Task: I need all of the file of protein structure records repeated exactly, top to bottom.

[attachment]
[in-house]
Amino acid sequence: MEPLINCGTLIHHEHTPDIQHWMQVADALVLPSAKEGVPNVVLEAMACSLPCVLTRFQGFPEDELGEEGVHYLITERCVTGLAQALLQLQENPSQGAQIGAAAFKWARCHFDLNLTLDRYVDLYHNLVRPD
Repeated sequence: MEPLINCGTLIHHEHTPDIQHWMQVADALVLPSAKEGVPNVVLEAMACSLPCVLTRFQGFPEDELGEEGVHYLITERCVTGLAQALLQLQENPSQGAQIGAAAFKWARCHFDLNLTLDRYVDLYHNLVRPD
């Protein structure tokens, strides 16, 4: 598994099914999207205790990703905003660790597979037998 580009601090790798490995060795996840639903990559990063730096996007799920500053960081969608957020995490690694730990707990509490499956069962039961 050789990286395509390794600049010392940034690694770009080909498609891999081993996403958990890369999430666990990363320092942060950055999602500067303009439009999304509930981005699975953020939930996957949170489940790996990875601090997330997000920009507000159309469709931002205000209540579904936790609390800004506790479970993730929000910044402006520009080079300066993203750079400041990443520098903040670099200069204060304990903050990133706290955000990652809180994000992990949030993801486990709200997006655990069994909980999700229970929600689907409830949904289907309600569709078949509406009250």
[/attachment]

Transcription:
[in-house]
Amino acid sequence: MEPLINCGTLIHHEHTPDIQHWMQVADALVLPSAKEGVPNVVLEAMACSLPCVLTRFQGFPEDELGEEGVHYLITERCVTGLAQALLQLQENPSQGAQIGAAAFKWARCHFDLNLTLDRYVDLYHNLVRPD
Repeated sequence: MEPLINCGTLIHHEHTPDIQHWMQVADALVLPSAKEGVPNVVLEAMACSLPCVLTRFQGFPEDELGEEGVHYLITERCVTGLAQALLQLQENPSQGAQIGAAAFKWARCHFDLNLTLDRYVDLYHNLVRPD
């Protein structure tokens, strides 16, 4: 598994099914999207205790990703905003660790597979037998 580009601090790798490995060795996840639903990559990063730096996007799920500053960081969608957020995490690694730990707990509490499956069962039961 050789990286395509390794600049010392940034690694770009080909498609891999081993996403958990890369999430666990990363320092942060950055999602500067303009439009999304509930981005699975953020939930996957949170489940790996990875601090997330997000920009507000159309469709931002205000209540579904936790609390800004506790479970993730929000910044402006520009080079300066993203750079400041990443520098903040670099200069204060304990903050990133706290955000990652809180994000992990949030993801486990709200997006655990069994909980999700229970929600689907409830949904289907309600569709078949509406009250």